ERIC Number: ED345233
Record Type: RIE
Publication Date: 1992-Mar
Reference Count: 0
A Community of Composition Theorists and Researchers: Collaborative Research and Theory Building in an Advanced Composition Course.
An advanced composition curriculum was designed for a class of 20 juniors and seniors, and because of the constraints of a university grant with which it was associated, the majority of assignments had to be collaborative. The subject of investigation was composition. That is, the students were challenged to do what composition researchers and theorists do: investigate the nature of written discourse and build theories from the investigation. The course began with individual students writing their own case histories which discussed how the student actually goes about composing a text. Next, after being assigned to groups, the students read and discussed the papers and began their collaborative research. A great deal of self-reflexiveness is built into this model, since students must investigate a crucial component of their intellectual development. Furthermore, students must engage in dialogue about language and must write about writing; consequently, they are immersed in a high level of metalanguage. Students' findings indicate: (1) that no consistent composing process is employed by any of the students, and whatever process is employed is inextricably tied to its efficacy in attaining an acceptable grade; (2) that many continue to procrastinate and rely on "all-nighters" at the computer; and (3) that there is a correlation between interest in the course and the amount of effort expended in writing. The value of collaborative research on composition is threefold: (1) having students investigate their writing practices provides context for the advanced composition course; (2) by placing their work in the context of research students share the authority for creating knowledge; and (3) through engaging in a process of "reflective practice" students are examining their discourse from a heightened perspective, and hopefully using their research as an impetus for change. (HB)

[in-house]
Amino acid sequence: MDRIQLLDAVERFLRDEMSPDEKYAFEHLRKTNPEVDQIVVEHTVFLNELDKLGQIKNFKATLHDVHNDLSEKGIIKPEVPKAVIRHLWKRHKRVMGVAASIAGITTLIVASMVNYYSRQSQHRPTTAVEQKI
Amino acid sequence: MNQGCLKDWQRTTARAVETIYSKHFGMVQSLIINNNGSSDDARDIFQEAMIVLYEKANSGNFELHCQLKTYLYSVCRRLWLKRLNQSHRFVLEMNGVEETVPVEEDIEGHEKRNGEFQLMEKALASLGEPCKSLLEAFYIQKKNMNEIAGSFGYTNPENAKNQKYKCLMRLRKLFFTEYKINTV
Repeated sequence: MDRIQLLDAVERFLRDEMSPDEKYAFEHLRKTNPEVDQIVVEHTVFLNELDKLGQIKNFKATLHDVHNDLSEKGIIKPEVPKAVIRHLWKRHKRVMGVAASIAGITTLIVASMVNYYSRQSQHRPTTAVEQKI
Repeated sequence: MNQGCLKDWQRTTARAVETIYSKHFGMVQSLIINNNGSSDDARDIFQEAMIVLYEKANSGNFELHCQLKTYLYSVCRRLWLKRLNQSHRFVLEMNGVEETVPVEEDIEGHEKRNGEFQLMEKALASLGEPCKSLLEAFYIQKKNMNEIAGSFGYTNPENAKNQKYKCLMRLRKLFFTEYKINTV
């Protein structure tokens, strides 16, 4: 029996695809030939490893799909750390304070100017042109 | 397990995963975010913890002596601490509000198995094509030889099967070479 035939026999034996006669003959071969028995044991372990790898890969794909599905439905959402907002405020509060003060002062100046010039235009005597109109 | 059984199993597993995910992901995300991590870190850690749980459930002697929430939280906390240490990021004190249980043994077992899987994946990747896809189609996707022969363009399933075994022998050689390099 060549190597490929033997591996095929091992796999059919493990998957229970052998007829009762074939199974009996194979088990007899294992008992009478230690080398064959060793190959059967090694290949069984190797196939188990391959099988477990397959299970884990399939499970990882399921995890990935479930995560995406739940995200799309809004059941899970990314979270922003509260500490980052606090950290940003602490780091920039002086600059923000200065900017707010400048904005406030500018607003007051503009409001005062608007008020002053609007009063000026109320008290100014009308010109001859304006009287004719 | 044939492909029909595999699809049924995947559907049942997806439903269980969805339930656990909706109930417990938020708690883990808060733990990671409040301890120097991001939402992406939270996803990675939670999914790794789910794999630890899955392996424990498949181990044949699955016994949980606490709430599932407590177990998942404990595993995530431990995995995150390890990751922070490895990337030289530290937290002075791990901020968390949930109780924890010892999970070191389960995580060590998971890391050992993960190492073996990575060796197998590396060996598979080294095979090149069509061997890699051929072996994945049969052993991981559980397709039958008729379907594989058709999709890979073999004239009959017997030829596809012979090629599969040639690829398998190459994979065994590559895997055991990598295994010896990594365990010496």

Publication Type: Speeches/Meeting Papers; Reports - Descriptive; Reports - Evaluative
Education Level: N/A
Authoring Institution: N/A
Identifiers: Composition Theory; English Teachers
Note: Paper presented at the Annual Meeting of the Conference on College Composition and Communication (43rd, Cincinnati, OH, March 19-21, 1992).